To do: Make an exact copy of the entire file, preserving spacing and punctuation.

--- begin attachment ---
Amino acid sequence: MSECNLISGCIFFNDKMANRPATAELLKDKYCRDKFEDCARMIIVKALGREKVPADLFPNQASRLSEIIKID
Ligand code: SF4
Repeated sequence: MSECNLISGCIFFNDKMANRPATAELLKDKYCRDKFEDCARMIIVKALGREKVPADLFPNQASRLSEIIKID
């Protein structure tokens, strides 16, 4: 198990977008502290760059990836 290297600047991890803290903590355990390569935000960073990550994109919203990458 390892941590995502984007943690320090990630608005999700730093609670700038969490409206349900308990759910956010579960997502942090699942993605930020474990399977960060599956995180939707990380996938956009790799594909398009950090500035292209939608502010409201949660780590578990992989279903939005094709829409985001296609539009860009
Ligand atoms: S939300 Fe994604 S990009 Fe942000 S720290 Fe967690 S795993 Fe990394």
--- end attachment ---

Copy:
Amino acid sequence: MSECNLISGCIFFNDKMANRPATAELLKDKYCRDKFEDCARMIIVKALGREKVPADLFPNQASRLSEIIKID
Ligand code: SF4
Repeated sequence: MSECNLISGCIFFNDKMANRPATAELLKDKYCRDKFEDCARMIIVKALGREKVPADLFPNQASRLSEIIKID
């Protein structure tokens, strides 16, 4: 198990977008502290760059990836 290297600047991890803290903590355990390569935000960073990550994109919203990458 390892941590995502984007943690320090990630608005999700730093609670700038969490409206349900308990759910956010579960997502942090699942993605930020474990399977960060599956995180939707990380996938956009790799594909398009950090500035292209939608502010409201949660780590578990992989279903939005094709829409985001296609539009860009
Ligand atoms: S939300 Fe994604 S990009 Fe942000 S720290 Fe967690 S795993 Fe990394």